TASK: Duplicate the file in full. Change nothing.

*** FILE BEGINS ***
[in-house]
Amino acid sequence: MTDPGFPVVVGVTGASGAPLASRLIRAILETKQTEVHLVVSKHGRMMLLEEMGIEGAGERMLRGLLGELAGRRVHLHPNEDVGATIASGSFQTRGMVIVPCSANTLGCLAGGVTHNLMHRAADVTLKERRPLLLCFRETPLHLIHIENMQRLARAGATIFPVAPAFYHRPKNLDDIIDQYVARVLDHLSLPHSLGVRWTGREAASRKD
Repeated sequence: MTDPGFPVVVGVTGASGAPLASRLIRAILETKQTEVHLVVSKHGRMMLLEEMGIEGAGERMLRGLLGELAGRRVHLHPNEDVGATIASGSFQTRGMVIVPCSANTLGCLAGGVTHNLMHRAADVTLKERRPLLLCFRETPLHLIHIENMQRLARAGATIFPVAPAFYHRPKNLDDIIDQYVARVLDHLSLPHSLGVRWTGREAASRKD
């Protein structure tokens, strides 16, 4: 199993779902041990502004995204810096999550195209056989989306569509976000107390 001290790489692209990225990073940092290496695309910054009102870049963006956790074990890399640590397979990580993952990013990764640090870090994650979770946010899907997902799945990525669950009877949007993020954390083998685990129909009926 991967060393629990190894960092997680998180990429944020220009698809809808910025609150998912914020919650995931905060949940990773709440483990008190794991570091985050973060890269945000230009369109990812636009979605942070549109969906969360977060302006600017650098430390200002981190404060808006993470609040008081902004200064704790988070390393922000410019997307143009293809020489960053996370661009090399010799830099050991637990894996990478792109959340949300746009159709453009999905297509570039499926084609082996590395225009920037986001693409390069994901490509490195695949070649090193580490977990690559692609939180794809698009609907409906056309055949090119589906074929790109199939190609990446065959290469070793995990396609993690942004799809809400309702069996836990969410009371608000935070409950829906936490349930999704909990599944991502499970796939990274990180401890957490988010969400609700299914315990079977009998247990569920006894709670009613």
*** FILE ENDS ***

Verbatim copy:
[in-house]
Amino acid sequence: MTDPGFPVVVGVTGASGAPLASRLIRAILETKQTEVHLVVSKHGRMMLLEEMGIEGAGERMLRGLLGELAGRRVHLHPNEDVGATIASGSFQTRGMVIVPCSANTLGCLAGGVTHNLMHRAADVTLKERRPLLLCFRETPLHLIHIENMQRLARAGATIFPVAPAFYHRPKNLDDIIDQYVARVLDHLSLPHSLGVRWTGREAASRKD
Repeated sequence: MTDPGFPVVVGVTGASGAPLASRLIRAILETKQTEVHLVVSKHGRMMLLEEMGIEGAGERMLRGLLGELAGRRVHLHPNEDVGATIASGSFQTRGMVIVPCSANTLGCLAGGVTHNLMHRAADVTLKERRPLLLCFRETPLHLIHIENMQRLARAGATIFPVAPAFYHRPKNLDDIIDQYVARVLDHLSLPHSLGVRWTGREAASRKD
């Protein structure tokens, strides 16, 4: 199993779902041990502004995204810096999550195209056989989306569509976000107390 001290790489692209990225990073940092290496695309910054009102870049963006956790074990890399640590397979990580993952990013990764640090870090994650979770946010899907997902799945990525669950009877949007993020954390083998685990129909009926 991967060393629990190894960092997680998180990429944020220009698809809808910025609150998912914020919650995931905060949940990773709440483990008190794991570091985050973060890269945000230009369109990812636009979605942070549109969906969360977060302006600017650098430390200002981190404060808006993470609040008081902004200064704790988070390393922000410019997307143009293809020489960053996370661009090399010799830099050991637990894996990478792109959340949300746009159709453009999905297509570039499926084609082996590395225009920037986001693409390069994901490509490195695949070649090193580490977990690559692609939180794809698009609907409906056309055949090119589906074929790109199939190609990446065959290469070793995990396609993690942004799809809400309702069996836990969410009371608000935070409950829906936490349930999704909990599944991502499970796939990274990180401890957490988010969400609700299914315990079977009998247990569920006894709670009613």